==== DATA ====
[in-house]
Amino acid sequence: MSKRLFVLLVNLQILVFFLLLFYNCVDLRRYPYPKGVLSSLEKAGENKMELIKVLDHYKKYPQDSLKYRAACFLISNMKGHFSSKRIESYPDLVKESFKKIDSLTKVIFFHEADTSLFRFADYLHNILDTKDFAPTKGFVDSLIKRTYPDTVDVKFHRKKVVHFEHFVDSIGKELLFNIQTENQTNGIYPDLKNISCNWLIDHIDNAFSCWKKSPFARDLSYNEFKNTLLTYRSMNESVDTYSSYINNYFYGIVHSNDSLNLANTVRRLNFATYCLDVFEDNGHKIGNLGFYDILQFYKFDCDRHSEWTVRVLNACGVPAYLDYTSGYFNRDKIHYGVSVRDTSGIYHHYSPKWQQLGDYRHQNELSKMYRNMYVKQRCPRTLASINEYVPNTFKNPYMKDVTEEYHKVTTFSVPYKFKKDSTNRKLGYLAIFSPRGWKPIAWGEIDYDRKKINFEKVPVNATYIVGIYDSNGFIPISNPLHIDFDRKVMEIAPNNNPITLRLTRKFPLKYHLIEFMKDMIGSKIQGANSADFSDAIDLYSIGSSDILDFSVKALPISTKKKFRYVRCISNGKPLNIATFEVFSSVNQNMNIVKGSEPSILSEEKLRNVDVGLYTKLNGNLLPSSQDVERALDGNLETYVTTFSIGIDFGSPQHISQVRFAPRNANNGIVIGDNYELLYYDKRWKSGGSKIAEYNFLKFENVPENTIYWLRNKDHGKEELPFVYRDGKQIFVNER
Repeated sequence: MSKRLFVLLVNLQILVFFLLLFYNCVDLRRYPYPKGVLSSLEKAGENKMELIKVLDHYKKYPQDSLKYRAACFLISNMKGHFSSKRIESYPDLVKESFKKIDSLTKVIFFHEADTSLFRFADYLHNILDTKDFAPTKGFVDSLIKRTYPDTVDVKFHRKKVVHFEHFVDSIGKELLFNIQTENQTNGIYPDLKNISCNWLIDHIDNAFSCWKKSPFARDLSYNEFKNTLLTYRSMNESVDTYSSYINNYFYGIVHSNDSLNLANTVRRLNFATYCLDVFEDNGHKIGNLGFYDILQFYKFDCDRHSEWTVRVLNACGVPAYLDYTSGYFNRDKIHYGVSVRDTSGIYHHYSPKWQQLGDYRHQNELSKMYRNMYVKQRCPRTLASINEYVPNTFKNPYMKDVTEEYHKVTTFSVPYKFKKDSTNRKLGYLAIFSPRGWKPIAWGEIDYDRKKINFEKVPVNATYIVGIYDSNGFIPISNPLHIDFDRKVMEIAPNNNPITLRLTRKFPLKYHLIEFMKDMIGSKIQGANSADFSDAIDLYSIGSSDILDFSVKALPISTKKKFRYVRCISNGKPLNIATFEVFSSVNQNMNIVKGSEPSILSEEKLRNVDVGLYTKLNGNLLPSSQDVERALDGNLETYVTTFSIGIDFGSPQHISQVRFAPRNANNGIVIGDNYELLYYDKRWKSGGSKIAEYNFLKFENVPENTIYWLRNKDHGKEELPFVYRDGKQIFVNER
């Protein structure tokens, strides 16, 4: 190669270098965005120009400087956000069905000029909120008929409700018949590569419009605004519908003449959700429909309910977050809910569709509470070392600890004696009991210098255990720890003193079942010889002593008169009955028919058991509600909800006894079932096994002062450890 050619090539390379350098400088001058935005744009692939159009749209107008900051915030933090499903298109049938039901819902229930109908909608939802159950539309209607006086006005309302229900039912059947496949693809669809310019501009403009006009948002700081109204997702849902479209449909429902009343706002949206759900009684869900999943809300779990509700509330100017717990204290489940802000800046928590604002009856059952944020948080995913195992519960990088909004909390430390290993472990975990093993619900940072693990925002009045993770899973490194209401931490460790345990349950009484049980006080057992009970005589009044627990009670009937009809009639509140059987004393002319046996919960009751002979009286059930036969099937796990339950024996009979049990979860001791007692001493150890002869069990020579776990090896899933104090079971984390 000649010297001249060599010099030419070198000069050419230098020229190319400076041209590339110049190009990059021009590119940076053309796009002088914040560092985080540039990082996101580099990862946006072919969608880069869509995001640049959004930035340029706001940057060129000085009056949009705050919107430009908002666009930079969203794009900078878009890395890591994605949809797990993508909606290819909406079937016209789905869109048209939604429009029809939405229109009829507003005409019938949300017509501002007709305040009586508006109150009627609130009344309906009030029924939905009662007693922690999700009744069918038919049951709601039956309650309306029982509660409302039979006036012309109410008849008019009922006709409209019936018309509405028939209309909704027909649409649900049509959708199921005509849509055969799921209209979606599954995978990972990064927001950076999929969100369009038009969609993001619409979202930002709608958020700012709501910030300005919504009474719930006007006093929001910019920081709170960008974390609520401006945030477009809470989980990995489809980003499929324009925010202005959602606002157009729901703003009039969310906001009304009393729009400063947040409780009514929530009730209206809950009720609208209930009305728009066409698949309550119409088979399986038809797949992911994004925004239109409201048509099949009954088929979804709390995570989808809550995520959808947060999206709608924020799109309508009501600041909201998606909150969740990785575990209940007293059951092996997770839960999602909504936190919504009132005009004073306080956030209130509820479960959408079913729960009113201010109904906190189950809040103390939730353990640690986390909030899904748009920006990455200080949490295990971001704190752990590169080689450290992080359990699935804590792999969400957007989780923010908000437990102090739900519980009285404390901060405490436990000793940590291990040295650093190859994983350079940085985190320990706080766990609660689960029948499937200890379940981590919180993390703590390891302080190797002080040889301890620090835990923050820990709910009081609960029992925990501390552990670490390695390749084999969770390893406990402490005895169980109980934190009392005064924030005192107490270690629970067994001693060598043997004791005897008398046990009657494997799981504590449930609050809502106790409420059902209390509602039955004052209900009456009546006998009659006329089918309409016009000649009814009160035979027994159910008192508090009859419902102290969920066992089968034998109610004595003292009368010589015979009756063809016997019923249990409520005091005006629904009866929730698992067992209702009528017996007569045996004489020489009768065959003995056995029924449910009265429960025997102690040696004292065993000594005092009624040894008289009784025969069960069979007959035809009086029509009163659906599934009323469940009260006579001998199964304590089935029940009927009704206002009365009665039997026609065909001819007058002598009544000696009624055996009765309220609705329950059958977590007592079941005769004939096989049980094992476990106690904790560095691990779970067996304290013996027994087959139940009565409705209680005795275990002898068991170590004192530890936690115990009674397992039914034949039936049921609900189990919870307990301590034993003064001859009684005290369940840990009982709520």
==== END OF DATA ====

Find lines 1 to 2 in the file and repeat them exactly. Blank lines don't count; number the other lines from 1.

[in-house]
Amino acid sequence: MSKRLFVLLVNLQILVFFLLLFYNCVDLRRYPYPKGVLSSLEKAGENKMELIKVLDHYKKYPQDSLKYRAACFLISNMKGHFSSKRIESYPDLVKESFKKIDSLTKVIFFHEADTSLFRFADYLHNILDTKDFAPTKGFVDSLIKRTYPDTVDVKFHRKKVVHFEHFVDSIGKELLFNIQTENQTNGIYPDLKNISCNWLIDHIDNAFSCWKKSPFARDLSYNEFKNTLLTYRSMNESVDTYSSYINNYFYGIVHSNDSLNLANTVRRLNFATYCLDVFEDNGHKIGNLGFYDILQFYKFDCDRHSEWTVRVLNACGVPAYLDYTSGYFNRDKIHYGVSVRDTSGIYHHYSPKWQQLGDYRHQNELSKMYRNMYVKQRCPRTLASINEYVPNTFKNPYMKDVTEEYHKVTTFSVPYKFKKDSTNRKLGYLAIFSPRGWKPIAWGEIDYDRKKINFEKVPVNATYIVGIYDSNGFIPISNPLHIDFDRKVMEIAPNNNPITLRLTRKFPLKYHLIEFMKDMIGSKIQGANSADFSDAIDLYSIGSSDILDFSVKALPISTKKKFRYVRCISNGKPLNIATFEVFSSVNQNMNIVKGSEPSILSEEKLRNVDVGLYTKLNGNLLPSSQDVERALDGNLETYVTTFSIGIDFGSPQHISQVRFAPRNANNGIVIGDNYELLYYDKRWKSGGSKIAEYNFLKFENVPENTIYWLRNKDHGKEELPFVYRDGKQIFVNER